Finger Searching in Data Structure

A finger search on a data structure is defined as an extension of any search operation that structure supports, where a reference (finger) to an element in the data structure is given along with the query. While the search time for an element is most frequently denoted as a function of the number of elements in a data structure, finger search times are treated as a function of the distance between the element and the finger.

In a set of m elements, the distance d(a, b) between two elements a and b is their difference in rank. If elements a and b are the i-th and j-th largest elements in the structure, then the difference in rank is |i - j|. If a normal search in some structure would normally consume O(f(m)) time, then a finger search for element a with finger element b should ideally consume O(f(d)) time. Remark that since d ≤ m, it follows that in the worst case, finger search is only as bad as normal search. However, in practice these degenerate finger searches perform more work than normal searches. For instance, if f(n) is log(n), and finger search performs twice as many comparisons as normal search in the worst case, it follows that finger search is slower when d > √n. Therefore, finger search should only be implemented when one can reasonably expect the target to actually be close to the finger.


Some popular data structures support finger search without additional changes to the actual structure. In structures where searching for an element a is performed by narrowing down an interval over which a can be found, finger search from element b is typically performed by reversing the search process from b until the search interval is large enough to contain element a, at which point search proceeds as normal.

Sorted linked lists

In a linked list, one normally searches in a linear manner for an element by traversing from one end to the other. If the linked list is sorted, and we have a reference to some node containing element b, then we may find element a in O(d) time by starting our search from element b.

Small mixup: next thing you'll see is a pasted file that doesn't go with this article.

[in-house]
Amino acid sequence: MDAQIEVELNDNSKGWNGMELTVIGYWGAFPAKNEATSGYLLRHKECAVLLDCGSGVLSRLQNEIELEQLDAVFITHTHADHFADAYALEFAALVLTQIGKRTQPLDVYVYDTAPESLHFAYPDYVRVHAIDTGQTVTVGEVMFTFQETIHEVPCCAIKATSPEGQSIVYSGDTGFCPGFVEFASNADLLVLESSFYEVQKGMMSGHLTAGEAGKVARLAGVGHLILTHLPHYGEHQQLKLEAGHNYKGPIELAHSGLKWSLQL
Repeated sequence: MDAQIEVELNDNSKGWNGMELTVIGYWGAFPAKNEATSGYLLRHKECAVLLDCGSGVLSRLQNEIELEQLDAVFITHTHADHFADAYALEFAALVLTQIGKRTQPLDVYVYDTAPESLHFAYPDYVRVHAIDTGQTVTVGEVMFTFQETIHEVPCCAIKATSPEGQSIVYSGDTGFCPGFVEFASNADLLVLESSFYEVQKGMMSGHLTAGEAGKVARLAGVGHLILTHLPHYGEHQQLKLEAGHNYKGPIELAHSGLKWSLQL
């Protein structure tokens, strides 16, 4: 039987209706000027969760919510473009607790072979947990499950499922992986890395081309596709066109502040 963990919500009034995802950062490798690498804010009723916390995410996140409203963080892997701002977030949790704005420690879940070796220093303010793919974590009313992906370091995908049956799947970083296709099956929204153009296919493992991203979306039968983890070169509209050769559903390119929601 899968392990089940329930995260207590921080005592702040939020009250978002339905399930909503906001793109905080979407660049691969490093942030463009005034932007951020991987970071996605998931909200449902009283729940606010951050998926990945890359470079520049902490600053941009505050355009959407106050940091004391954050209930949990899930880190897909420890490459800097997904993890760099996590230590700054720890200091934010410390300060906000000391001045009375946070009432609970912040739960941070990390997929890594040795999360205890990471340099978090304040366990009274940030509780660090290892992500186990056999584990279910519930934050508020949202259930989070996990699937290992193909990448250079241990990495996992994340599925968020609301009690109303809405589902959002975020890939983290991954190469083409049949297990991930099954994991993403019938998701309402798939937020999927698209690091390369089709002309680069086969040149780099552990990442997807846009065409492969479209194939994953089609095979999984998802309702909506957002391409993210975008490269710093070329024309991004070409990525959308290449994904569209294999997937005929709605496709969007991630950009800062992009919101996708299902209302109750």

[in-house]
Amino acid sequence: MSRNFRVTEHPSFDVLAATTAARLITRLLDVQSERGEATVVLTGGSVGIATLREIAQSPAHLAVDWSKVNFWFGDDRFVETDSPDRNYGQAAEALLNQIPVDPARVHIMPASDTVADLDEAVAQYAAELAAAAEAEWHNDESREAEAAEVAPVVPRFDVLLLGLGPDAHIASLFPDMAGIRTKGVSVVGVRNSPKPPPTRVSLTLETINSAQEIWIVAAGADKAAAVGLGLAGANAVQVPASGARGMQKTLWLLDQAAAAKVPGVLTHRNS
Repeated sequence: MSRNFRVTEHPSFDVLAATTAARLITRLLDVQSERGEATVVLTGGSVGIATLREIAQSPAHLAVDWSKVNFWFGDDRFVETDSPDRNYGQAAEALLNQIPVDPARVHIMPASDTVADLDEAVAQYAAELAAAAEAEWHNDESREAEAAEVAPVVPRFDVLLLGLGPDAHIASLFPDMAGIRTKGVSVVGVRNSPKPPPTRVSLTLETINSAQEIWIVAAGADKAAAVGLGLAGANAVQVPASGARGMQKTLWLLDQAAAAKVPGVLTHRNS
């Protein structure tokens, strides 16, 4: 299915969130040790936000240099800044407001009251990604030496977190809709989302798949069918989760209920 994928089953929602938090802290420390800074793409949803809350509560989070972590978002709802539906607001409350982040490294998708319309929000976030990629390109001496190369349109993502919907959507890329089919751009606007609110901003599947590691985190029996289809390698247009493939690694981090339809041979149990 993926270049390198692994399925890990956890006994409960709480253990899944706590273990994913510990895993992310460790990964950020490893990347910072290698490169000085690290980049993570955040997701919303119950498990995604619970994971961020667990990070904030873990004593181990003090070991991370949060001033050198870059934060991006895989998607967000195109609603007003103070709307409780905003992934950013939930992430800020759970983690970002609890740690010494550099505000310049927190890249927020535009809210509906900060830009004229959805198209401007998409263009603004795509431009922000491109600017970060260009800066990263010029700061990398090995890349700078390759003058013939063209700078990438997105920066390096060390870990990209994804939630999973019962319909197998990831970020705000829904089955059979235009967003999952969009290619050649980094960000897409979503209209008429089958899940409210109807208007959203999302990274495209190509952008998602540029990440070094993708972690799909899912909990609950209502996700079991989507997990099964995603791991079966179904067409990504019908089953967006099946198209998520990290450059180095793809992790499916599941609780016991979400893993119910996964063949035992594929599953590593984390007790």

Sorted arrays

In a sorted array B, one normally searches for an element a in B with a binary search. Finger search is performed by implementing a one-sided search from B[j] = b. While binary search halves the search space after each comparison, one-sided search doubles the search space after each comparison. Specifically, on the kth iteration of one-sided search (assuming a>b), the interval under consideration is B[j, j+2k-1]. Expansion halts as soon as B[j + 2k-1] ≥ a, at which point this interval is binary searched for element a. If one-sided search consumes k iterations to find an interval that contains element a, then it follows that d > 2k-2. Binary searching this range will also consume another k iteration. Therefore, finger search for a from b consumes O(k) = O(log d) time


Skip lists

In a skip list, one can finger search for element a from a node containing the element b by simply continuing the search from this point. Note that if a < b, then search proceeds at backward direction, and if a > b, then search proceeds at forward direction. The backwards case is symmetric to normal search in a skip list, but the forward case is actually more complicated. Normally, search in a skip list is expected to be fast because the sentinel at the start of the list is considered as the tallest node. However, our finger could be a node of height 1. Because of this, we may rarely climb while trying to search; something which never occurs normally. However, even with this complication, we can achieve O(log d) expected search time.


A treap is defined as a randomized binary search tree (BST). Searching in a treap is the similar as searching for an element in any other BST. Treaps however have the property that the expected path length between two elements of distanced is denoted as O(log d). Thus, to finger search from the node containing element b for element a, one can climb the tree from b element until an ancestor of element a is found, at which point normal BST search proceeds as usual manner. While calculating if a node is the ancestor of another is non-trivial, one may augment the tree to support queries of this form to provide expected O(log d) finger search time.

Ropes and trees

Implementations of the rope (data structure) typically use a cord position iterator to visit the string. The iterator can be considered as a finger that points at some specific character of the string. Like most balanced trees, ropes require O(log(m)) time to retrieve data in one leaf of the tree when given only the root of the tree. Reading every leaf of the tree would seem to require O(m*log(m)) time. However, by storing a little extra information, the iterator can be implemented to read "the next" leaf in only O(1) time, and every leaf of a tree in only O(m) time.